What’s the difference between a Tax Preparer, a CPA who specializes in tax preparation and a seasoned Tax Strategist? And which of these does your business need? It may surprise you to know that CPAs and Tax Strategists are two different professions and that a Tax Preparer is not necessarily credentialed. Here are the main differences:
Tax Preparer: Does not have to be credentialed; prepares, calculates, and files income tax returns on behalf of individuals and businesses; defends taxpayers in audits and tax court issues depending on their credentials and whether they have representation rights.
Certified Public Accountant (CPA) : Certified skill level in accounting and tax preparation by a state or governmental territory; maintains financial records; certifies financial statements, and conducts audits.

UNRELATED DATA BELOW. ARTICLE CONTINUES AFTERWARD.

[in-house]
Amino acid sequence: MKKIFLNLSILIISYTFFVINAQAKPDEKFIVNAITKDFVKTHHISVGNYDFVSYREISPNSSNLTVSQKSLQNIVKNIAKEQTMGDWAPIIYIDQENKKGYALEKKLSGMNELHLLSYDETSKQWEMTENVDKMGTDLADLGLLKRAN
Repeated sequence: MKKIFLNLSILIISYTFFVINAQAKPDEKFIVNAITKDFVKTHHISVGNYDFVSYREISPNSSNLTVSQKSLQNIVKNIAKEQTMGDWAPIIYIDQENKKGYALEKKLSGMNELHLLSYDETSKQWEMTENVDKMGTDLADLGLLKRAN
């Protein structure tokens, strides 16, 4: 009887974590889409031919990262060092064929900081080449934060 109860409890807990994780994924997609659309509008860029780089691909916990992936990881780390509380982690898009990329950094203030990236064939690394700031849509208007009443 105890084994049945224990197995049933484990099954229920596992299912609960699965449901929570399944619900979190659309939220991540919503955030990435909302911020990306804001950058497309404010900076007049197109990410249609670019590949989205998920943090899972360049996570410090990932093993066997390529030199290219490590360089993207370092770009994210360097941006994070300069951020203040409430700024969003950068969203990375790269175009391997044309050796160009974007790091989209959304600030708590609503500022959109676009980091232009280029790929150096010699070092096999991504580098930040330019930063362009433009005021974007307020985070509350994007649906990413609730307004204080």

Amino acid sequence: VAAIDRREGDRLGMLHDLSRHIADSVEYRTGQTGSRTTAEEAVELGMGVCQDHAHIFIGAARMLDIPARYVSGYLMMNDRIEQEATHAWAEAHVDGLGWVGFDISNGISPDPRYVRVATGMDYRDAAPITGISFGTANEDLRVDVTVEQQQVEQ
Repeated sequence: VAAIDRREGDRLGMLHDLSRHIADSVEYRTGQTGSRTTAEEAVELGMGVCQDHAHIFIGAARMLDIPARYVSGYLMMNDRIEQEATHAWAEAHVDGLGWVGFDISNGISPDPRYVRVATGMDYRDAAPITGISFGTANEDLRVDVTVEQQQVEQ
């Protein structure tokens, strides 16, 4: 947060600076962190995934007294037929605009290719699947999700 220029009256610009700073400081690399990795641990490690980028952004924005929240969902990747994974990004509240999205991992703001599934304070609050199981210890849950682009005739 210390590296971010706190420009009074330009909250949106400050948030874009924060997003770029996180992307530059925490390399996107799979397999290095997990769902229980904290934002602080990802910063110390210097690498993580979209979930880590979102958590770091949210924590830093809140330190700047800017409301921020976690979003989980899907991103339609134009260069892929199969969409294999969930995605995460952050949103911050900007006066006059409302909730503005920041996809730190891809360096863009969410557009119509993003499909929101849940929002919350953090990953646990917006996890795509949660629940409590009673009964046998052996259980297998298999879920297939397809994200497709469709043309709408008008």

Tax Strategist: Specializes in analyzing tax laws; creating tax-saving strategies;
provides customized tax planning; ensures that individuals and businesses comply with tax laws and regulations; takes advantage of available tax breaks and incentives.
Tax Preparers may be the least costly and appropriate choice for W2 earners. If you have investments, a business, real estate, and other assets, you should consider using a qualified CPA depending on how many assets you own and how big your business is.
If you own substantial assets and have multiple streams of income, it’s time to sign on with a Tax Strategist. A strategist can not only save you money on your taxes this year but can plan to predict, protect and save for you in the years ahead while helping to build wealth for you and your heirs. Setting up foundations and trusts, purchasing annuities, charitable contributions and cost segregation for real estate investors are but a few a few of the powerful tools a Tax Strategist can offer you.